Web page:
1790s: Susan Vernon has no redeeming virtues other than saucy charm and truly Wildean wit. She decamps to her sister-in-law Catherine’s elegant country estate to escape the adverse effects of a scandal circulating through polite society, and to secure a replacement for her recently deceased husband.
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More going on here than meets the eye. Killer, but subtle staging, Morfydd Clark's face distorted by an uneven glass surface, the dialogue, which for once in a fleur-de-lis clad setting, inspires real laughs and not mere polite chuckles.
Genuinely fun, witty and at times laugh out funny in ways I did not think a Jane Austen's story could be imagine. Lady Vernon is devilishly charming and deceitfully charming played by Kate Beckinsale who even though has not impressed me before is delightful here, whilst Tom Bennet's preposterous upper class twit Sir James is the film's true scene-stealer.
It's quite a script, and quite brilliant. Kate Beckinsale, I must say did an incredible performance as the deceitfully cunning, Lady Susan Vernon. The film manipulates you as much as its protagonist. But I must say, this could be very well misunderstood by some half-baked menenists. Just putting it out there!
Whit Stillman finally gives in and makes a direct adaptation of Jane Austen, and proves his bona fides by picking an obscure corner of her work. This is his most purely confectionery film, the only one unconcerned with loss or pain or loneliness. But it's not without witty cinematic ideas. Note the title he picked: men will have their uses, but the relationship between Kate and Chloe is the only one that will last.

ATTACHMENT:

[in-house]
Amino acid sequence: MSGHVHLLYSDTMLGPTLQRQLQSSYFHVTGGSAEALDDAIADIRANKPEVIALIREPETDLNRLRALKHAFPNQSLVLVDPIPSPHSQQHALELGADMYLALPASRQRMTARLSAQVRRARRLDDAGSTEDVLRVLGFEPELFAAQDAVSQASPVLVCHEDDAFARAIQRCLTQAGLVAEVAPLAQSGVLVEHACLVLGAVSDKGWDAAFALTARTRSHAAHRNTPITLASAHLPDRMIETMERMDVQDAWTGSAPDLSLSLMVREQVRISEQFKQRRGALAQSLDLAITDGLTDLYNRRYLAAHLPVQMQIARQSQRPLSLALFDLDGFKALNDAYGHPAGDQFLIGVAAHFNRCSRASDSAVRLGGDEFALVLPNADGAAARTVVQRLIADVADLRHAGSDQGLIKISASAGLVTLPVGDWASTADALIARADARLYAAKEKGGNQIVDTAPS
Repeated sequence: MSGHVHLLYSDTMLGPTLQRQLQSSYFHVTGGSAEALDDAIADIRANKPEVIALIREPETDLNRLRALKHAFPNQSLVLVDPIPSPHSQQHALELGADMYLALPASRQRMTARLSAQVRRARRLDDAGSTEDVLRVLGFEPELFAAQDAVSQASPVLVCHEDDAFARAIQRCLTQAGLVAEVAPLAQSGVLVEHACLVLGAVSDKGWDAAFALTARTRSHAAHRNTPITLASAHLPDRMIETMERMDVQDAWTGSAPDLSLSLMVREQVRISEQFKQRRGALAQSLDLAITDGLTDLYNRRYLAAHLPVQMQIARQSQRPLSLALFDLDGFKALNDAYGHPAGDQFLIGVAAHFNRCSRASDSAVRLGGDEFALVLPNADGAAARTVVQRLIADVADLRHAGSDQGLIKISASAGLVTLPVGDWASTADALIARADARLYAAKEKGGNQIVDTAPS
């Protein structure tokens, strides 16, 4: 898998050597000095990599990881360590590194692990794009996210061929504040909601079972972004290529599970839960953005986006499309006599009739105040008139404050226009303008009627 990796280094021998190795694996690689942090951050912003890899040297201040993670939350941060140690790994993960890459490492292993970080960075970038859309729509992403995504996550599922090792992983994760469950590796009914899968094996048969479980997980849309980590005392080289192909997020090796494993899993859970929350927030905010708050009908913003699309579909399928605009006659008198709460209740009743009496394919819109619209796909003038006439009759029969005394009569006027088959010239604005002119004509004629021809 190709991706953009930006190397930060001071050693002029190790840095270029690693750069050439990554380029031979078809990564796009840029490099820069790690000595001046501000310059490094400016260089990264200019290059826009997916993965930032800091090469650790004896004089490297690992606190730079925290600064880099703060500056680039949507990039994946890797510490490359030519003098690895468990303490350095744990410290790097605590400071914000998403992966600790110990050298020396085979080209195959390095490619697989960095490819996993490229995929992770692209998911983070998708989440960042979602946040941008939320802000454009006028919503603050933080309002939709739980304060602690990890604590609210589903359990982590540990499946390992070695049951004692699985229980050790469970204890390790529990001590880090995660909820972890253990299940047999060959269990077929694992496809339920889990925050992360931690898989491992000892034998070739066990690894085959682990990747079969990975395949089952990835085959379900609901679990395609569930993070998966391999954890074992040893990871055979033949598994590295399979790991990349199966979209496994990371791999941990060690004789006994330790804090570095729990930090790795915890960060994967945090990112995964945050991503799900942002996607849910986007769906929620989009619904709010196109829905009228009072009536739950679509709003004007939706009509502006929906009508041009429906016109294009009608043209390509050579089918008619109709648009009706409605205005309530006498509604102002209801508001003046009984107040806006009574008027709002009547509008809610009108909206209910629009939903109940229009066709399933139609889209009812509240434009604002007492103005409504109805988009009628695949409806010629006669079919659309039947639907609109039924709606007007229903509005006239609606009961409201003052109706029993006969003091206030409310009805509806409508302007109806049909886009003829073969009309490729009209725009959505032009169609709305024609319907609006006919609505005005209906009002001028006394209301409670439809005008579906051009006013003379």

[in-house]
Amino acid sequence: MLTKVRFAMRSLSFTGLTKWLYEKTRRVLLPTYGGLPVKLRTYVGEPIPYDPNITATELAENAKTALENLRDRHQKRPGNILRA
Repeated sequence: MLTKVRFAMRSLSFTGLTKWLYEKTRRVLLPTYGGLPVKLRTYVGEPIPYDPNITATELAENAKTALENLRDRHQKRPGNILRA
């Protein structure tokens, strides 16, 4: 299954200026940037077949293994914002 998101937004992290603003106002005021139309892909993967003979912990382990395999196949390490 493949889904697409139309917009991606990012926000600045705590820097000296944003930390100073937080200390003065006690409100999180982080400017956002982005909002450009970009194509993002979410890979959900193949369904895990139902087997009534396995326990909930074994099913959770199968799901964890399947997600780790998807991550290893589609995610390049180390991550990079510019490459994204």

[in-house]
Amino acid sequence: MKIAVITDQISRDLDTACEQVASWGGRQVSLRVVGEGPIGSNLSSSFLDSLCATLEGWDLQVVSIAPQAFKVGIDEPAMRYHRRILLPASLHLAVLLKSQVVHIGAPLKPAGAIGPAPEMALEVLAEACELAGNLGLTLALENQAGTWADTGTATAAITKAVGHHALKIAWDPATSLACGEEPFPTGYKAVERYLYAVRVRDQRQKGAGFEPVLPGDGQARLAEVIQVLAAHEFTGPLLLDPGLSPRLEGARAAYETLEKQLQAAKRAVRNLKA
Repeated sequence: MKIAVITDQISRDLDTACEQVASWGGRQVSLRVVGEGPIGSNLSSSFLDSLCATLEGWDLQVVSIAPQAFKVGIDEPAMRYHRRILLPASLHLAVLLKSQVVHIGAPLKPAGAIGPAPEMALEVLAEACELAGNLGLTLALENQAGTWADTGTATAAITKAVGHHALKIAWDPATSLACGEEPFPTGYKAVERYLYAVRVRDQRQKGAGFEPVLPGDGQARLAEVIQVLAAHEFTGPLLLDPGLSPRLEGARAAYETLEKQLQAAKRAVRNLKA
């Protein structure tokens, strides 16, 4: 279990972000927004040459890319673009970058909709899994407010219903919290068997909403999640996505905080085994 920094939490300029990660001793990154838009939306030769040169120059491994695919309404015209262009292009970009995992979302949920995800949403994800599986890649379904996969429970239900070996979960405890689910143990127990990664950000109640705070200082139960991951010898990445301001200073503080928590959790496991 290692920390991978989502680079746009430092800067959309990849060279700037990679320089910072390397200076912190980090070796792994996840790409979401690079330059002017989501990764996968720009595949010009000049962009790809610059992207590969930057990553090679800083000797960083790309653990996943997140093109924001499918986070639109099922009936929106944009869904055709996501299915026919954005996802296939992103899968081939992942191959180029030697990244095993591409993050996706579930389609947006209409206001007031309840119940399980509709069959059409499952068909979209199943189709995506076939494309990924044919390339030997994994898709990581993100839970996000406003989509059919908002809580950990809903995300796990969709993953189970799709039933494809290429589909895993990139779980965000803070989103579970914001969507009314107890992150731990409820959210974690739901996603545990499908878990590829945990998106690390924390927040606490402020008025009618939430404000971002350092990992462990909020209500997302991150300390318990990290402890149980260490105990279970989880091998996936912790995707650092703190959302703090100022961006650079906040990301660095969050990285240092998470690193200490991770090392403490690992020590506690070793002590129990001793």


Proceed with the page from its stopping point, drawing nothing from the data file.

There’s hardly a more suitable filmmaker than Whit Stillman to adapt Jane Austen's endless wit. With a sardonic approach to the soap-ish contours of British high society in the 18th century, Stillman uses his trademark sophistication and wonderfully divisive writing to instigate the pleasures of manipulation whilst empowering the intellect of women in an age otherwise neglected.
I think Susan is meant to be an anti-hero gleefully smashing the conventions of Austen adaptations, a metaphorical/real-life proto-hero for contemporary women fighting slut-shaming and male ridiculousness that has held the reins from Churchill to 2016 Brooklyn. Like Alex in Clockwork Orange, she is unpleasant & immoral, moral & heroic in her freedom and resistance to the oppressive, inhuman conventions of her world.
Stillman's latest retains some of the winningly gleeful goofery from Damsels in Distress, but the fun--necessarily, if anything like a faithful adaptation was desired, as it clearly was--is tempered by the ornately prolix exposition and plotting overkill typical of Austen's writing. The hybrid mostly works, but the machinations sometimes lose their demoniac luster and become merely trying. Paging Sir James Martin!
Interest of full disclosure: there were a couple pockets I hit w/ this thing where I felt suitably champagne-drunk and slightly giddy. Not too many. Mostly I found these characters remarkably tiresome, and, frankly, repellent. I had little dreams of the French Revolution. Kept wishing some Robespierre would come along to slaughter these lambs. The book must be horrid, the only good things here being cinema things.